NEWS

Search for the King Eider

September 13 2020

#seetheunseen

Search for the King Eider

Male King Eiders (Somateria spectabilis) are spectacular ducks with contrasting black and white plumage, a misty blue head, greenish cheeks, pale salmon-coloured breast and a striking orange-yellow lobe above their red bill.

 

A rare sight in the Netherlands

Breeding along the northern coastlines of North America, Greenland and Russia, with lower numbers in northern Scandinavia, the species is more likely to be encountered along the coasts of northwest Europe during winter. Nevertheless, in the Netherlands it remains a rare visitor with fewer than twenty records in the last 45 years. So, when one was reported this summer close to where I was birding, I headed out early to try to find it.

 

A king among commoners

As the sun rose over the Wadden Sea a group of Common Eiders (Somateria mollissima), amongst which the King Eider had been seen, was present close to the shore. However, this search would not be that straightforward. The eiders, including the King Eider, were in their dull eclipse plumage, and finding him amongst the similarly coloured Common Eiders would require looking in detail. Good thing, I brought my ATX with the 115-mm objective module with me.

 

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The rising tide brought the group of eiders close to the shore.

As I scanned through the group of ducks, I was looking for one small feature that would give away the presence of the King Eider: the ‘sails’. Unlike Common Eiders, adult King Eiders have two small triangular fins (or ‘sails’) on their back. Most of the eiders were hunched up with their head tucked tightly under their wings, so this was one of the few features visible.

 

“You sometimes only see a bird for a brief moment, make that view count.” – Mark Collier

 

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The ATX with the 115-mm objective module on top of a PCT professional carbon tripod with a PTH professional tripod head and a BR balance rail helped me get closer to the eiders trying to spot the king among them.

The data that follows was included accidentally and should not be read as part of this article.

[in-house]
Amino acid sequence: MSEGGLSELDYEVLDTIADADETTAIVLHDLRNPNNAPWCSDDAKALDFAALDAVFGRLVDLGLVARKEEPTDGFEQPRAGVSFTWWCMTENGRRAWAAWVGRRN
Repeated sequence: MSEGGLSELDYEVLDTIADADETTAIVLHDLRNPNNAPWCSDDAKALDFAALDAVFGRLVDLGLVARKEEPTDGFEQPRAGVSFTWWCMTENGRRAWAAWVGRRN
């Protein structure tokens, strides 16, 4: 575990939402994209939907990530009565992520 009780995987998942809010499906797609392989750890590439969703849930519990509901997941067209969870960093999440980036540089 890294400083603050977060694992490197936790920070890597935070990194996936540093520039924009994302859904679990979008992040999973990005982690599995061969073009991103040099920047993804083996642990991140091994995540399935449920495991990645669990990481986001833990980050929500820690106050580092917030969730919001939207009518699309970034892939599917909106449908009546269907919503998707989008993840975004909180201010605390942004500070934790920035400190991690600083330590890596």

The breeze lifted feathers on the backs of the eiders that turned away from the wind giving the brief impression of ‘sails’. However, one bird stuck out due to a distinct thorn shape of its ‘sails’. I looked closer with my ATX with the 115-mm objective module and could see the top of the yellow lobe peeking out from between the wings.

 


“There’s no compromise: huge, bright image and incredible clarity.” – Mark Collier about the 115-mm objective module

 

Now faded and shrunken, the lobe matched the subdued plumage of the bird that seemed to be content hiding amongst the Common Eiders.

 

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The small ‘sails’ of the King Eider were visible at some distance.

 

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Looking closely the yellow bill lobes are just visible even when the King Eider is resting.

 

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The yellow bill lobes and small ‘sails’ reveal the presence of the King Eider.

 

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A male King Eider in eclipse plumage distinguished by the ‘sails’, yellow lobe and bill shape.


Assuming this individual will stay in the area, I’ll try and find him again in autumn when he should again have moulted into his more recognisable breeding plumage.

 

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About the author: Mark Collier

Mark Collier is an ecologist and dedicated birder. Born in 1976, this British ornithologist loves the outdoors, nature, photography, digiscoping, hiking, climbing, and – of course – birding. His beloved pastime brings him both peace & relaxation as well as excitement & fascination.

Learn more about Mark, and his experiences on Texel, or his joint birding adventure with fellow birder Nils.

You may also follow Mark on social media: Facebook, Instagram, or Twitter.

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